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Living Wills...Control your own destiny!

Updated on March 5, 2016

Making one's wishes known


Control your own destiny!

Everyone that has reached an age sufficient enough to be making life decisions, should definitely consider getting living will. This is in addition to any other type of legal document one has secured.

Those are also vitally important.

Please accept this bit of advice from the perspective of having been in the nursing profession and having seen the good, the bad and the ugly decisions that are made for people once they can no longer tell the doctors and other decision makers what they might have wanted or wished regarding medical care for themselves.

I'll give you two examples of the "ugly" decisions, in my opinion.

The Importance of Living Wills...

Me wearing my nurse's uniform and hat back in the 1970's

Picture of me back in the days when nurses wore white uniforms and hats.  Many years ago!
Picture of me back in the days when nurses wore white uniforms and hats. Many years ago! | Source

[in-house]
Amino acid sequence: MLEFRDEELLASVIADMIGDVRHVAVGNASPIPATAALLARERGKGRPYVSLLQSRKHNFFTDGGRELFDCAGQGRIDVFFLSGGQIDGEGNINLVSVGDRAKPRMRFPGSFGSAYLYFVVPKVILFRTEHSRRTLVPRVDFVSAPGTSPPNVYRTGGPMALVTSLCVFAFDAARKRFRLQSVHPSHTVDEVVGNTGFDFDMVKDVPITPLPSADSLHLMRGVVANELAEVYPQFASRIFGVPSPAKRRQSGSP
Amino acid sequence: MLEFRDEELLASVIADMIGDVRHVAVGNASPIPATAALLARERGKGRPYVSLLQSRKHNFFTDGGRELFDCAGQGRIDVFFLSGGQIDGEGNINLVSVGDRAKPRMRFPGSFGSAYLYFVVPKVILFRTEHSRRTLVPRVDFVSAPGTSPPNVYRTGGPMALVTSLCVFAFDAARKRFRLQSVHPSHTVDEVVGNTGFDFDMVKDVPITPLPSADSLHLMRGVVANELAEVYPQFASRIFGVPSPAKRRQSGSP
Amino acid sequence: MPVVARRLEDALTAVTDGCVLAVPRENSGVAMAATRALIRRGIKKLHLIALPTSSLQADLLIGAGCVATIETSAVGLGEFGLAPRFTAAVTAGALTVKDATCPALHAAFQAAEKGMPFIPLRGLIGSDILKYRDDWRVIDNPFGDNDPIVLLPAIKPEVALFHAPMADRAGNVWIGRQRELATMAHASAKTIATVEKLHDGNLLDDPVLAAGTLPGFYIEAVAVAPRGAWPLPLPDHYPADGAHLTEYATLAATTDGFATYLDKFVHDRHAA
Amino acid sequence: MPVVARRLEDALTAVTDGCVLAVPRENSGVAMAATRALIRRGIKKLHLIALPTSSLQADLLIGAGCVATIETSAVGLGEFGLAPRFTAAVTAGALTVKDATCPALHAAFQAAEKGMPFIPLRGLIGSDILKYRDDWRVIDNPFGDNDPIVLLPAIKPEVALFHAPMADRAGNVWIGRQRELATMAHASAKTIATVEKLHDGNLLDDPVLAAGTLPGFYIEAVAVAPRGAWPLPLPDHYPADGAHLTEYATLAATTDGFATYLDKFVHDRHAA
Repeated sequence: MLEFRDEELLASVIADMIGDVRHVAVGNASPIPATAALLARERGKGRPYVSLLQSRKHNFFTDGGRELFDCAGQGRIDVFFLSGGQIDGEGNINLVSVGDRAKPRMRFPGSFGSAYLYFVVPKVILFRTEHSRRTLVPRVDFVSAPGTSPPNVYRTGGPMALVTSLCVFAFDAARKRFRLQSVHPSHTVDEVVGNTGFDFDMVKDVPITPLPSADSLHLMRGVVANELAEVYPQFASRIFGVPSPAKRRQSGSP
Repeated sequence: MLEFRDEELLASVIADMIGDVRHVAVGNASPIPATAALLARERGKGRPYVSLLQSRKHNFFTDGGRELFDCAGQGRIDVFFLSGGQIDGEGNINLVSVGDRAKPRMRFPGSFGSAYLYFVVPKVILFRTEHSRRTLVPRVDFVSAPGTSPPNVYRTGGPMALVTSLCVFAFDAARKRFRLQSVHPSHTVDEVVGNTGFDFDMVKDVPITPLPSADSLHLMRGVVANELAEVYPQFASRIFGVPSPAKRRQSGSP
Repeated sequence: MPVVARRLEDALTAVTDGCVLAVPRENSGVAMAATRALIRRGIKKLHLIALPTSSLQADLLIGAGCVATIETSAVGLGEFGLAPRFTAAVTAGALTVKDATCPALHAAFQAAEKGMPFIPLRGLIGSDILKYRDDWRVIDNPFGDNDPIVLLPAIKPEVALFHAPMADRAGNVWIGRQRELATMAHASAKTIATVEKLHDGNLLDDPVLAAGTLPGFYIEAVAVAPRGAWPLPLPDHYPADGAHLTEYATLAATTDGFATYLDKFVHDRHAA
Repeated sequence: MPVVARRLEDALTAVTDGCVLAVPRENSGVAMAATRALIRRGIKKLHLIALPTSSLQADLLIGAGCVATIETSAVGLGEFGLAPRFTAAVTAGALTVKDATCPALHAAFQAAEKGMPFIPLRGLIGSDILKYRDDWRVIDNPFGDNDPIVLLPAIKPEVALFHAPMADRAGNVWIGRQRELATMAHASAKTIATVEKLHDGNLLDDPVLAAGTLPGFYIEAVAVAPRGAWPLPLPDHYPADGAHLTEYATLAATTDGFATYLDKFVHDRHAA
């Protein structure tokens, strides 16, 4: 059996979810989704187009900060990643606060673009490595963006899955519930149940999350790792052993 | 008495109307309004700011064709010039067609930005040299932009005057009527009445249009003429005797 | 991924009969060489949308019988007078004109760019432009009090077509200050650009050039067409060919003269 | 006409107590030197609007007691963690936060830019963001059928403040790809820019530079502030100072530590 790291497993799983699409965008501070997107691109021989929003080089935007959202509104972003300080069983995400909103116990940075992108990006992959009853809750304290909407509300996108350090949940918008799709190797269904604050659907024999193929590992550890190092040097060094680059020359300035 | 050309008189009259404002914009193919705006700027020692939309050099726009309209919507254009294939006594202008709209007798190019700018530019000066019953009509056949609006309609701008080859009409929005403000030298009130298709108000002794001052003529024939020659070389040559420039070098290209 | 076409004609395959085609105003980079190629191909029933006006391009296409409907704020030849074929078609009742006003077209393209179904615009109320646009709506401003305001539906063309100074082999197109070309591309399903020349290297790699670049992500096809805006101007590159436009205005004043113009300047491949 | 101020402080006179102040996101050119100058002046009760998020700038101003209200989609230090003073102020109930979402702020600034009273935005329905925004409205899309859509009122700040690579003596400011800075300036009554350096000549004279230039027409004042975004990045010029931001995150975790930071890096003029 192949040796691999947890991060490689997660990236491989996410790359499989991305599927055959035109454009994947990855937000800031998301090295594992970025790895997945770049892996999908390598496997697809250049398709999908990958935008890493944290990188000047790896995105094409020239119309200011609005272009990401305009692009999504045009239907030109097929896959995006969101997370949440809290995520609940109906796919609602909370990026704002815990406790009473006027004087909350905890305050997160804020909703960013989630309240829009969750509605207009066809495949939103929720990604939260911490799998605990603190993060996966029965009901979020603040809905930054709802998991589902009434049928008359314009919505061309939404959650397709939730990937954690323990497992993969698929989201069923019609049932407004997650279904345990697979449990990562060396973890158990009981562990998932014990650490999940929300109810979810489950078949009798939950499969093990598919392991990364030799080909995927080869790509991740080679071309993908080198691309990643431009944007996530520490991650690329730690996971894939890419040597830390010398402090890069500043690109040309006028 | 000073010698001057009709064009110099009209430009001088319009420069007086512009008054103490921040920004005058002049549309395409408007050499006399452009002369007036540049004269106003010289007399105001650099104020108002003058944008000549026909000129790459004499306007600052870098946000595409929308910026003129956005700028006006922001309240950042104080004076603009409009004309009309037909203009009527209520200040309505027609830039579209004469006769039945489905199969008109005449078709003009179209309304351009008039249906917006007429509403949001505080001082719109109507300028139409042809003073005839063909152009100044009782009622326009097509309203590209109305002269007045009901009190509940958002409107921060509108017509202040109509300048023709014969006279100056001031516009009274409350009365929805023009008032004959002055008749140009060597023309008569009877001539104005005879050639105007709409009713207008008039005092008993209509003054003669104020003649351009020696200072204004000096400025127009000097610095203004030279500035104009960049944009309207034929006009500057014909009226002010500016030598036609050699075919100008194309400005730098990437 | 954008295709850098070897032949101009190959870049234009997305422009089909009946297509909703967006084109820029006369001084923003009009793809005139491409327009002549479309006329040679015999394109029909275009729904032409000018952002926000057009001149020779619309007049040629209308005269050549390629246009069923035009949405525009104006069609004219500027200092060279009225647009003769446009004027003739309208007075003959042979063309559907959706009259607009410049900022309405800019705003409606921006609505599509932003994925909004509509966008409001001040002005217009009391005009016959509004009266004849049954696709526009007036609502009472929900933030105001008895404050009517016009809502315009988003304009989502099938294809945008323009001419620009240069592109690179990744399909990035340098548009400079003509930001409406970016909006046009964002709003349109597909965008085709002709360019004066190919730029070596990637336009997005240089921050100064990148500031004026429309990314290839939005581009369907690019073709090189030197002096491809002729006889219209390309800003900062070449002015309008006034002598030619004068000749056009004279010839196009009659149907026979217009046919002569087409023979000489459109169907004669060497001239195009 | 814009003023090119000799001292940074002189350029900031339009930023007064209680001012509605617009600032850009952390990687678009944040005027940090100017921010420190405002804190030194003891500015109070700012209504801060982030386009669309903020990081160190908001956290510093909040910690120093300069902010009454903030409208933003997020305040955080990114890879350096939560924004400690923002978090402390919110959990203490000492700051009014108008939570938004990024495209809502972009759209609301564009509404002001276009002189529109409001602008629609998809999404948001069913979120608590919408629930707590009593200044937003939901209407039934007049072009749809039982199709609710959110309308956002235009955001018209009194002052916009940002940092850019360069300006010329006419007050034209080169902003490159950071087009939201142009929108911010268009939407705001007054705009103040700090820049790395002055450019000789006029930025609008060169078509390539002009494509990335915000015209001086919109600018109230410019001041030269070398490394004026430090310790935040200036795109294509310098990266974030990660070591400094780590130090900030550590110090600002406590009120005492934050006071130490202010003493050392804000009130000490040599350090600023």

Living Will

Real story number one

One was a terminal cancer patient that I attended as a private duty nurse. It was one of the very few private duty cases that I ever accepted and I felt an obligation to remain on the case until the death of the patient. This was not easy! I'll call him Mr. X.

He was a lovely man with metastasized cancer that had spread over his entire body. He was most often in pain. His veins were poked and assaulted with so many intravenous fluids and medications, that they were harder and harder to find and keep patent (open and free flowing.) When they finally had to try to find some available veins in his feet because the other sites had been exhausted, he screamed out with pain.

I refused to inflict this suffering and the floor nurses had to follow the doctors orders instead.

Mr. X quite often hallucinated, so had he spoken to doctors about his wants and desires at that point, they probably would not have deemed his decisions "normal" and worth following. Thus, his family made the medical decisions for him and they decided to prolong his life.

This happened to be during a period with a severe blood shortage in Houston and I often wondered why they kept giving Mr. X blood when his case was terminal and other people undoubtedly needed the blood to survive. I personally thought that this was criminal!